Cognitive Work

SRT  >  Cognitive Work

Cognitive Work

Cognitive work is always informed by the social recovery formulation and is aimed at augmenting the other intervention components. The primary goal of any cognitive work is to modify unhelpful or unrealistic thoughts, assumption, and beliefs that serve to maintain inactivity and generate more helpful or realistic, alternative cognitions or explanations that might lead to engagement in structured activity that is meaningful to the individual. More broadly, cognitive work aims to improve self-esteem and self-efficacy in individuals, in conjunction with behavioural work, by helping them to engage in further activity linked with their goals, interests and values. As such individuals enter an updated (often more positive or realistic) cognitive-behavioural cycle which is used to re-formulate social recovery.

 

SRT makes use of cognitive techniques including:

  • Thought records
  • Positive data logs
  • Positive self-statements
  • Appraising belief advantages and disadvantages
  • Using surveys

 

SRT makes use of cognitive strategies which focus on:

1. Generating alternative explanations and modifying cognitive biases or negative thoughts.
  • Examining objective evidence obtained through behavioural assessments, experiments and exposure.
  • Using outcomes of behavioural work to challenge previously held negative cognitions and generate alternative cognitions that can then further be tested.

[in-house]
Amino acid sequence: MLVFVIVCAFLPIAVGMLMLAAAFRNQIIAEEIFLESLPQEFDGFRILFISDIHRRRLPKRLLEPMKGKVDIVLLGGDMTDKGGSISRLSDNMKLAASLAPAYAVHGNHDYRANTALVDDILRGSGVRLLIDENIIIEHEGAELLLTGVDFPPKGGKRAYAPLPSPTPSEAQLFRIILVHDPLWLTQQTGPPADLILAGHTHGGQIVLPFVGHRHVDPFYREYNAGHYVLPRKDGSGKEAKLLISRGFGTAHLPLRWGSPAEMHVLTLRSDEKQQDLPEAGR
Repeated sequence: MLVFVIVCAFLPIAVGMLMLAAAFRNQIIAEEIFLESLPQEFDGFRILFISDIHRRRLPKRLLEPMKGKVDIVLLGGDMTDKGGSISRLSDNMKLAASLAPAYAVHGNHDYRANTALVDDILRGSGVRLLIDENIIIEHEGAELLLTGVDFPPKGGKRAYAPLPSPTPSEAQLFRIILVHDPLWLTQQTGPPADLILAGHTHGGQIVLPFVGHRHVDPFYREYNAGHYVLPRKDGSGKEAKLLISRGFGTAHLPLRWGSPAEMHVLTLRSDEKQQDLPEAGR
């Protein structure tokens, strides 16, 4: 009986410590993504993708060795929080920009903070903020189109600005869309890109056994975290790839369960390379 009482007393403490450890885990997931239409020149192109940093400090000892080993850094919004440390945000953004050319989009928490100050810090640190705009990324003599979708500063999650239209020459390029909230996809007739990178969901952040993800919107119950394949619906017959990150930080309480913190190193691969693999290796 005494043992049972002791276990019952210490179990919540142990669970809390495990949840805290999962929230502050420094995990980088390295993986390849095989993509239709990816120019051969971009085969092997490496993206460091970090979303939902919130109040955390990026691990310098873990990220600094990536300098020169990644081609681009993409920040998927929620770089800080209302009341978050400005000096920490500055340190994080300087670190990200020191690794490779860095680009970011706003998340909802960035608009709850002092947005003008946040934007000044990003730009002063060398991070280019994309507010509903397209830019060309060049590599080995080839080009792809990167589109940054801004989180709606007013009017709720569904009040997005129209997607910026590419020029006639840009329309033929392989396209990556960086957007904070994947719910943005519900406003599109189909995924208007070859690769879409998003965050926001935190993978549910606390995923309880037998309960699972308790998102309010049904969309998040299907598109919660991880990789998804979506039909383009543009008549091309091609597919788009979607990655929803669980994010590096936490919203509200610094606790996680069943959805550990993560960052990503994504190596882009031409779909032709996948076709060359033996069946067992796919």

2. Improving an individual’s sense of hope about the future and their capabilities is vital but often difficult for the individual to prioritise initially; as often identified within an initial formulation.
  • Generating a sense of hope is something that is nurtured gradually throughout the intervention relying upon a successful therapeutic alliance, rapport and updated cognitions as a result of exposure to positive experiences.
  • Initially, the therapist often holds the hope for the individual and acts as a ‘cheerleader’ in their quest to engage in activities that fit with their interests and values.
  • Holding this hope for the individual seems to enhance the individual’s motivation to ‘give things a go’ and, following cumulative therapeutic gains, a shift is often noticed where hope is the progressively owned by the individuals themselves.

 

Additional resources – Using Surveys! 

Talking about my interests and kind of things that I used to do, or would have done, or would like to do

Actually, it’s not that unobtainable, you can do it - and once you do it, you feel really good

Now I can see myself being successful, I can see myself being happy, going on adventures

Since the therapy I’ve been on a training course with other people I don’t know in a place I don’t know

So we went to a supermarket to do an experiment, and that really helped because people just carried on as normal; no-one really noticed